Be is positioning its software as a "specialty OS" for multimedia production that will run on systems alongside a "general purpose" OS such as Windows 95 or the Mac OS.
The BeOS was originally designed for use on PowerPC-based, Be-manufactured hardware, but it was ported to run on other PowerPC systems, primarily Macintosh-compatible computers. With only one major Mac clone maker remaining, however, the company's ability to distribute the software to a wide enough audience has been severely curtailed. In order to remain a viable "alternative" OS, the company started developing a version of the OS for computers using Intel processors.
Saying the release of the software was hugely important for the company, a company spokesperson said "Intel clearly has most of the installed base and almost the entire shipping volume in the desktop business," and noted that the company attributed a rise in the number of BeOS application developers to the move to Intel.
Intel is an investor in CNET: The Computer Network.
Additionally, Apple is no longer giving information to Be on future PowerPC processor design, meaning that the company will not be able to produce a version for new Macs within a year's time.
Availability of software will be hugely critical to the success of Be's operating system software, and so far there are only about a dozen applications for the BeOS on Intel chips. However, the company said that people were in the process of moving applications written for the PowerPC over to Intel chips, and that the process was a relatively simple one. Be said that there are now over 300 applications for the PowerPC version of the BeOS.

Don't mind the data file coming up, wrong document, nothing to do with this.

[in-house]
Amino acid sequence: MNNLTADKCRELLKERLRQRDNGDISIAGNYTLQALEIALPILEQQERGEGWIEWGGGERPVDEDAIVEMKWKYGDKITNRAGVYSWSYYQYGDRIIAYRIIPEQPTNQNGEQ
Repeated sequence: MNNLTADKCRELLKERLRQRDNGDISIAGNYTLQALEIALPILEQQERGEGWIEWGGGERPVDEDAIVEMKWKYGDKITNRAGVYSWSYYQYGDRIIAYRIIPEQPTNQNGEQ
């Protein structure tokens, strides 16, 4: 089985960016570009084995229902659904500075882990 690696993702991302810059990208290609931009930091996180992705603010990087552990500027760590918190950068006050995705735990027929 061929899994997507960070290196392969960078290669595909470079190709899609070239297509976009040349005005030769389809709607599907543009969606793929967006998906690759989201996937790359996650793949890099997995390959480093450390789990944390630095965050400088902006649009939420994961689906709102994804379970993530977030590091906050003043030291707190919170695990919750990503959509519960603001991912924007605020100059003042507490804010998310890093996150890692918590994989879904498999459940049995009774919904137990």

The BeOS offers a multithreaded operating system, meaning it can run several programs simultaneously as well as "preemptive multitasking" and protected memory, which essentially means there are fewer crashes of applications and the OS itself.
It also supports symmetric multiprocessing systems, meaning that it can efficiently take advantage of additional processors to get higher performance. Because the operating system can help spur sales of more processors, Intel is likely to be interested in helping Be.
Be is perhaps best known for being a wooed by Apple Computer as a buyout candidate whose operating system was a potential successor to the MacOS until Apple decided to buy Next Software and its OpenStep operating system instead.
Porting the OS to Intel has apparently made the company an appealing investment to another set of investors. On Tuesday, the company closed a second round of venture capital financing, securing $25 million in funds, according to a spokesperson. He declined to comment on whether Intel had invested in the company.
Release 3 for Intel systems is available from the company for $99.95, with a $69.95 limited-time introductory offer in place. The PowerPC version will be ready on April 20, the company said.